‘Inadequate’ care home where resident ESCAPED and people with Covid could ‘move about freely’

A care home where a resident escaped, staff were ‘constantly firefighting’ and people were ‘free to move around’ after a coronavirus outbreak has been plunged into special measures. There was no manager in place when inspectors from the Care Quality Commission (CQC) first turned up for the latest unannounced visit to Bourne House, in Ashton-under-Lyne. They found the care home to be ‘inadequate’ – with a host of worrying concerns about its safety, effectiveness and leadership.

In a report released this month, the CQC said those inside Bourne House were ‘not being protected from the risk of infection’ – including from Covid. Staff reportedly told inspectors that they had not been asked to complete lateral flow tests to check for Covid on a regular basis, while records kept at the care home ‘did not reflect’ who was infected with coronavirus at the time.

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The report said: “On the first day of inspection we were told two staff had a positive Covid-19 LFT result that morning. We raised this with the provider and ensured these staff members were sent home and arrangements were made for staff cover.

“We could not ascertain whether the provider had been aware of this and were not assured the provider understood the requirements of testing, current isolation guidance and associated risks.” The CQC visited the Taunton Road care home on January 24 and 25, before returning on February 2.

‘People were free to move’

Following the initial visit, Tameside Council’s infection control team came to support Bourne House staff, but the CQC says advice given by the team – such as improving ventilation – did not appear to have been followed by the third visit a week later. Inspectors added: “People who had tested positive for Covid-19 were not effectively cohorted from those who had not tested positive and people were free to move throughout the building through the day.

“Records did not reflect who had a current Covid-19 status, and the regular checks of symptoms for both people who had tested positive for Covid-19 and those who had not been not being completed. Robust systems for the donning and doffing of PPE (personal protective equipment) and additional hand hygiene were not evident.”

People with Covid at the home were allowed to move freely

Inspectors raised concerns about record-keeping at Bourne House in a number of areas. This included whether staff had been vaccinated, whether DBS checks had been carried out and whether appropriate risk assessments were being made – while inspectors found some confidential documents were not being filed securely.

On one occasion during the inspection, a resident who was considered to be at risk of leaving Bourne House managed to ‘briefly’ leave the care home. The report added: “Care plans and risk assessments did not demonstrate that this risk had been mitigated as much as possible.”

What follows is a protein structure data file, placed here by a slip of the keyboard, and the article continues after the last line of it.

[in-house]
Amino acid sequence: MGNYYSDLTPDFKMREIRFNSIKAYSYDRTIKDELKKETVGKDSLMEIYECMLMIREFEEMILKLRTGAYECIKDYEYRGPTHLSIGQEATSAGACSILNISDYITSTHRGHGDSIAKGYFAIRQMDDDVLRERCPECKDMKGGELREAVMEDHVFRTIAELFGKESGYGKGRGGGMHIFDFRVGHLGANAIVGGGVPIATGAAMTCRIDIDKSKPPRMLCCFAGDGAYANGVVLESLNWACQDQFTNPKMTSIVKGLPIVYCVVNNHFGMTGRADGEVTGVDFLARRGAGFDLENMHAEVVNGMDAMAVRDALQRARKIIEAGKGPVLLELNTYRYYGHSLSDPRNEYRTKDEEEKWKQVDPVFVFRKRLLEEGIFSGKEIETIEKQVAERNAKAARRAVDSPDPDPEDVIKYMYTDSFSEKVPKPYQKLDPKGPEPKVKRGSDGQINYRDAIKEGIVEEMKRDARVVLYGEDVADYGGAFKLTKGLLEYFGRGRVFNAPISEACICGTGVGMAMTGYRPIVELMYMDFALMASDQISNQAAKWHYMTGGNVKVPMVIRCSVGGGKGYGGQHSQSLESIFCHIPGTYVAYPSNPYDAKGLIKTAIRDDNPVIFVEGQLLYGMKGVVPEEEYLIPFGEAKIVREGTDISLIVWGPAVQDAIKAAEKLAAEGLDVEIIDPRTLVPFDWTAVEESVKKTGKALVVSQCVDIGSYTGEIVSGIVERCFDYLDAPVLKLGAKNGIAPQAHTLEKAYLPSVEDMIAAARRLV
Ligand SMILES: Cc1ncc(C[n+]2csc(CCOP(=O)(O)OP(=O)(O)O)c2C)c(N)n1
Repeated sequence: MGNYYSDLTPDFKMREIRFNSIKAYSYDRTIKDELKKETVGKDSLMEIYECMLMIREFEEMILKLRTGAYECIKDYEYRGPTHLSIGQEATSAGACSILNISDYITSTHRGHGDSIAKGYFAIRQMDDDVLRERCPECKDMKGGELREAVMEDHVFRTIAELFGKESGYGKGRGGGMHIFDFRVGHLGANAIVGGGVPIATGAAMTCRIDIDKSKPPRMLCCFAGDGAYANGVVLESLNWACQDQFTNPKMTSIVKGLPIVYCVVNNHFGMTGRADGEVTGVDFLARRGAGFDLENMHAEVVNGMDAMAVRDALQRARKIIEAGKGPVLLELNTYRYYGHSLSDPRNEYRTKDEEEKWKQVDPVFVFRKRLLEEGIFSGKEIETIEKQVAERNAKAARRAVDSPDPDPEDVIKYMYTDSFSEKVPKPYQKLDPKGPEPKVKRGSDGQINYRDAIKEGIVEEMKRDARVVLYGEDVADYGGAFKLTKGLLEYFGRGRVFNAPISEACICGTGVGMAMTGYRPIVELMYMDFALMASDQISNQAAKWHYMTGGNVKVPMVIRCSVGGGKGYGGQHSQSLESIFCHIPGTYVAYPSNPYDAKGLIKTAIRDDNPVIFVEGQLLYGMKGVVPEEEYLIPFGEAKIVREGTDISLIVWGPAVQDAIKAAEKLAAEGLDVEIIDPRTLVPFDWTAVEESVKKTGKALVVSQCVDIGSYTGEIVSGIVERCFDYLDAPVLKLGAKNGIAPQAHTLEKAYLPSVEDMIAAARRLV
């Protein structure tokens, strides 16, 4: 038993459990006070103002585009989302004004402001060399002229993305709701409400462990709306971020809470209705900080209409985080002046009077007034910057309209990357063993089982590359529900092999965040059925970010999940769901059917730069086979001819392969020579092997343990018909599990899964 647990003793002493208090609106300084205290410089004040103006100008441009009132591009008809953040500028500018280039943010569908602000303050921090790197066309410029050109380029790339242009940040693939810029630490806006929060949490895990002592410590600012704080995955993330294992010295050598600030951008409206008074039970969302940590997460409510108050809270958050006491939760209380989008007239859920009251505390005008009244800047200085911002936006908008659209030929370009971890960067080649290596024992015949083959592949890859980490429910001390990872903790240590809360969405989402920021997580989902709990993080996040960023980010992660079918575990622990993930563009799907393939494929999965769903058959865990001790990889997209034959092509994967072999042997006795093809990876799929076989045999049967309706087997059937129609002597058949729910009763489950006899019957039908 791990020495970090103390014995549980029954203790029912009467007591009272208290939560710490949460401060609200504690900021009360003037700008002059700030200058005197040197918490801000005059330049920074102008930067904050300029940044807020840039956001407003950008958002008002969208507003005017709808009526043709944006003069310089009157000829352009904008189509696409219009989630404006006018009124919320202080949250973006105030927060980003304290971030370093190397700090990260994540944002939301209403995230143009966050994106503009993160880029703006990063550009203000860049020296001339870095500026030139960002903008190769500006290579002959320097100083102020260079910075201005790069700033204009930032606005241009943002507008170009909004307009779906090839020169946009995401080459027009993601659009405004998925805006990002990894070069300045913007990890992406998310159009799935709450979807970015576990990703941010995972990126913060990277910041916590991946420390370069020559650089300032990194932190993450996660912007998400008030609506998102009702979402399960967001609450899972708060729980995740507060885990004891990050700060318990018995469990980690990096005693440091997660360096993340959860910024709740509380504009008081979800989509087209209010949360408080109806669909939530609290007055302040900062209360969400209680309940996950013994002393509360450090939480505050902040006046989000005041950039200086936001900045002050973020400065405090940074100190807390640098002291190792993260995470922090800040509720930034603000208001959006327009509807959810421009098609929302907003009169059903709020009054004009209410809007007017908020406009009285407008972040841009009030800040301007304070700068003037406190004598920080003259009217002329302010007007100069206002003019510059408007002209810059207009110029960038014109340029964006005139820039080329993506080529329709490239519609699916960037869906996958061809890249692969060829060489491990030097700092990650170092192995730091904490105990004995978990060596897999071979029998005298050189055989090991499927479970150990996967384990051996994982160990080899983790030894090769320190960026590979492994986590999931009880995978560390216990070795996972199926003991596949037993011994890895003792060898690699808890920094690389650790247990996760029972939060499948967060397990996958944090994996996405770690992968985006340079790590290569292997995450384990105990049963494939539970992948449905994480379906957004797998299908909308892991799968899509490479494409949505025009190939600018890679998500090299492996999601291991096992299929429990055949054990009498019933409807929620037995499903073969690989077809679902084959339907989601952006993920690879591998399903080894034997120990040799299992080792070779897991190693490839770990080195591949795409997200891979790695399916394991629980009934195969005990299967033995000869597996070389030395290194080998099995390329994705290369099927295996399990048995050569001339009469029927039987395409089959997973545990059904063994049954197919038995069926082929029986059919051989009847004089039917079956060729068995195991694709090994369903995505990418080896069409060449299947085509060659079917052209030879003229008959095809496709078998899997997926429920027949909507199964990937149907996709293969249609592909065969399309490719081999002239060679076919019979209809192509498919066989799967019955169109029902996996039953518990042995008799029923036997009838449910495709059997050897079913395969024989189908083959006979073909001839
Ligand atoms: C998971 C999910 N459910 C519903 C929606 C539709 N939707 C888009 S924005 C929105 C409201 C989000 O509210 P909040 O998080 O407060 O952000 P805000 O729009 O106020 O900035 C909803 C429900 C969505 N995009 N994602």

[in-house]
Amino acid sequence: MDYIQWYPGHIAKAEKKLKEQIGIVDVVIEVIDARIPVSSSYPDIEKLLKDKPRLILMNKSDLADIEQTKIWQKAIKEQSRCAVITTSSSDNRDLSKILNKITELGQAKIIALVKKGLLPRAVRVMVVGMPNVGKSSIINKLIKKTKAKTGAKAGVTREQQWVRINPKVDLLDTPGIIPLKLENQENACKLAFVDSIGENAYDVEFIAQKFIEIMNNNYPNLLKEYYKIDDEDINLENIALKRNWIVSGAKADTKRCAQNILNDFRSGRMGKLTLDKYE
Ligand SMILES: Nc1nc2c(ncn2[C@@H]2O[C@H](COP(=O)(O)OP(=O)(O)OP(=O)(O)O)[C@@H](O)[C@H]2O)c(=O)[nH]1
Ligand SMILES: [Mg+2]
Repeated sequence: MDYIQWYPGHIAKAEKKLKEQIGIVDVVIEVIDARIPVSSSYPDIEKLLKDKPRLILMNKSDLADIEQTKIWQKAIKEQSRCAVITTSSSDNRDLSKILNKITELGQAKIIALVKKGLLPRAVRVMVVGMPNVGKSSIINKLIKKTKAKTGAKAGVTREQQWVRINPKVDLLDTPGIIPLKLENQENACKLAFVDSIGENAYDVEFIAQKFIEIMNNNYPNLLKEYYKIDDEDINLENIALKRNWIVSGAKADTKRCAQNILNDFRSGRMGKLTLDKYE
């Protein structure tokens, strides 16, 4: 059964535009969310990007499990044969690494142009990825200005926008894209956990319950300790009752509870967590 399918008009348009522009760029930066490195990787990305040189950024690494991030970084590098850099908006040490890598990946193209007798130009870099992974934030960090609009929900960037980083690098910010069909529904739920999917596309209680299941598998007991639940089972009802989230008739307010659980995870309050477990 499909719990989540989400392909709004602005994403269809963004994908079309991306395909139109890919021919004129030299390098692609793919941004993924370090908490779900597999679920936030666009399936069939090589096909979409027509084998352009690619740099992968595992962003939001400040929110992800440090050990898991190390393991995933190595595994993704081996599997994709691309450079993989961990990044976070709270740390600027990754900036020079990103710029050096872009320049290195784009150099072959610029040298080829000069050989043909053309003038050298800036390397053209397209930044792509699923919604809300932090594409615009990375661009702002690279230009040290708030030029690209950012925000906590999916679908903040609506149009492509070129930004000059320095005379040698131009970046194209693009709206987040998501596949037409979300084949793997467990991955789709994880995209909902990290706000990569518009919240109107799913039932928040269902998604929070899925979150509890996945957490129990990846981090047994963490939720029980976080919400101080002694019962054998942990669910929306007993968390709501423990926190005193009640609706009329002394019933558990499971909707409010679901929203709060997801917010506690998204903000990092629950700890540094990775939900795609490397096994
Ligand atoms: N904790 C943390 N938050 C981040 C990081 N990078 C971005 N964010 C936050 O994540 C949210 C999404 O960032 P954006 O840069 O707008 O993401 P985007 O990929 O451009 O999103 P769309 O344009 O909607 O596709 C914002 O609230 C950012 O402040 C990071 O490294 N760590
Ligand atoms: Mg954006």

Red flags were raised about the control of medicines – with staff having ‘not had the appropriate level’ of training, while some were medicine was not stored securely and checks to see if the room they were kept in was clean and at the correct temperature were not being completed. Inspectors say they found some residents had not received new supplies before their medicine ran out.

Concerns were also flagged up about residents’ care needs not being met appropriately, while kitchen staff had not had formal training on how to prepare dishes such as pureed meals for those who needed them. Inspectors said: “We found examples where people appeared to have lost weight, their health appeared to be declining or they had been consistently refusing their medicines, but records did not demonstrate what action had been taken.”

The CQC says a manager was recruited at Bourne House during the course of the inspection, but staff had been suffering with a lack of support. One worker told inspectors: “I feel like I’m constantly firefighting. I was meant to be shown how to do [certain tasks] but the staff member meant to show me you have left.”

Inspectors added: “A number of sources suggested the provider would not always be forthright about the challenges being faced. We found the provider was not always proactive in seeking advice and support when this was needed.

“Staff told us they were not confident action would be taken when shortfalls were identified, or concerns raised. Staff told us they would often bring in resources to make up for any shortfalls, for example with cleaning equipment or toiletries.”

Bourne House has capacity for the 33 people, and 21 residents were living at the care home while the inspection took place. Two residents died from coronavirus at Bourne House during the first year of the pandemic, from March 2020 to March 2021, according to the CQC.

Bourne House was approached for comment.

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George Holan

George Holan is chief editor at Plainsmen Post and has articles published in many notable publications in the last decade.

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